SPRINGFIELD, Mass. (Mass Appeal) - Meet Mass Appeal's pet of the week!
Breed: Australian Cattle Dog mix
Age: 1 year old
Se x: N eutered Male.
Color: Black and White
I am what you Northern folks call a Dixie dog. I made the long journey from Montgomery County, Texas to Dakin to have a chance at finding a great home. I have been here for a bit and the Dakin staff and volunteers have gotten to know me. I have heard them say that I like to play with toys and will keep myself entertained for quite a while. I sure do love my toys and love to play. I've also heard them say I like to smile a lot. Smiling makes me happy. I've even heard I am a love bug and a really nice boy! I do enjoy snuggling close for pets and some quiet time.
My new home would never stop giggling with me. And if they are busy, active folks then I might very well be the right dog for them. Because I've been waiting for a while to go home, I am considered a Lonely Heart. That's kind of sad for me that I've been waiting for a while to be adopted but it's great for you…my adoption is ½ off!
And, with every dog adoption at Dakin, there is a discount on training classes. I am the kind of dog who will love and excel at training. Agility and other sport-type classes will be a blast for me! Come meet me so we can get to know each other.
Fourth of July safety tips for Pets
Dakin Humane Society recommends the following precautions to make Fourth of July fireworks and celebrations safe, calm, and cool for our four-legged friends.
- During the holiday celebrations, keep animals away from the fireworks and in a cool, quiet room. The room should have secure doors and windows: some dogs will jump through screens to get away from the noise.
- If pets are outside, they should be on a leash and have proper identification.
- Be careful if taking your four-legged family member to the beach or on a picnic. Animals should always have access to shade, properly ventilated shelter, and fresh water as they can become dehydrated quickly. Hot sand can burn sensitive paws.
- Not all backyard chefs utilize the traditional barbeque. Pets can be badly burned in pit fires and camp fires. Do not allow your animal near any open flames.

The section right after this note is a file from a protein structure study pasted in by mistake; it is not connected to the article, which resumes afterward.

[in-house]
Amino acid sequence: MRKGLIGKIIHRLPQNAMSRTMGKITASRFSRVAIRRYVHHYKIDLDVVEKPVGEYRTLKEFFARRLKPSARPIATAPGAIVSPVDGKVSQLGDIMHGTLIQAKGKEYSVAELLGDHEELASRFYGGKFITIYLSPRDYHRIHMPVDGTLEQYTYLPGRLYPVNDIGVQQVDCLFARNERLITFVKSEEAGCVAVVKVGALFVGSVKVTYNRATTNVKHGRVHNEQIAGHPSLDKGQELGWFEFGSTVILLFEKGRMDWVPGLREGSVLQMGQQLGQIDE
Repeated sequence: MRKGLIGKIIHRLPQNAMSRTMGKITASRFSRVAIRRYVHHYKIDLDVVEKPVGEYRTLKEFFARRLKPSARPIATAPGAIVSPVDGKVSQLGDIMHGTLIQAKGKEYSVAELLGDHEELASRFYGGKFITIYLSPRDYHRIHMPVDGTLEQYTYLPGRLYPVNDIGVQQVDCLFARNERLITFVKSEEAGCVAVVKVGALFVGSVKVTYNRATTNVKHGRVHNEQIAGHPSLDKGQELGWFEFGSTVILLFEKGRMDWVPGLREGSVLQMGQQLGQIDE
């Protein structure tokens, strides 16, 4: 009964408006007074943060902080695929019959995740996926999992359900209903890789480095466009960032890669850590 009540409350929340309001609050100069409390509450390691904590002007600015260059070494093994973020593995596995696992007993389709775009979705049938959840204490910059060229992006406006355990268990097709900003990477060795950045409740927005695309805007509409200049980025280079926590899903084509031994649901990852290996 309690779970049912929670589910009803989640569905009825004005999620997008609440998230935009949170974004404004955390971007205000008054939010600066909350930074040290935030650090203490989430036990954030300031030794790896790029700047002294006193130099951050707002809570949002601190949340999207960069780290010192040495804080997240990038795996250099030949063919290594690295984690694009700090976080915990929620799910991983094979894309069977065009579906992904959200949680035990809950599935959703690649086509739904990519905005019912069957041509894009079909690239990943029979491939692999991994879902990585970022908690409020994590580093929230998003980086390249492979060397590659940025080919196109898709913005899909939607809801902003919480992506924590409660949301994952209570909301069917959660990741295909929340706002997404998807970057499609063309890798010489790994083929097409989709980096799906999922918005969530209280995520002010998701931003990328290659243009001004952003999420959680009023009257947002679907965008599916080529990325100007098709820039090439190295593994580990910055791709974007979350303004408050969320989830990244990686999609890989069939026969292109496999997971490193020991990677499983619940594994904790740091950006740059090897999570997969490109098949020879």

- Foil, plastic wrap, and string may help chefs with food prep but can be dangerous if ingested. Keep out of pet's reach and dispose used items in tightly covered trash bin.
- Speak with guests about what your pet can and cannot eat. Several foods to avoid include fatty sausages (pancreatitis), chocolate from s'mores (chocolate toxicity), and mushrooms (mushroom toxicity can prove fatal to certain dog breeds).
- Securely place all trash in garbage bins to prevent your pet from eating tasty "leftovers" including corn cobs and bones which can become lodged in the esophagus or intestines potentially causing a blockage.
- NEVER leave animals in hot cars, even with windows partially rolled down. Within minutes, the internal temperature can exceed 100 degrees. It's often best when going on an outing to leave your pet safely and comfortably at home.
- If you notice heat stress symptoms such as severe panting or in extreme cases, staggering, weakness and collapse, gradually lower the animal's body temperature by hosing him down with cool water. Seek prompt veterinary attention.
If you're interested in adopting any of the pets seen on Msas Appeal, or want more information on any of the pets available at the Dakin Humane Society, you can call them at 781-4000 or visit DPVHS.org .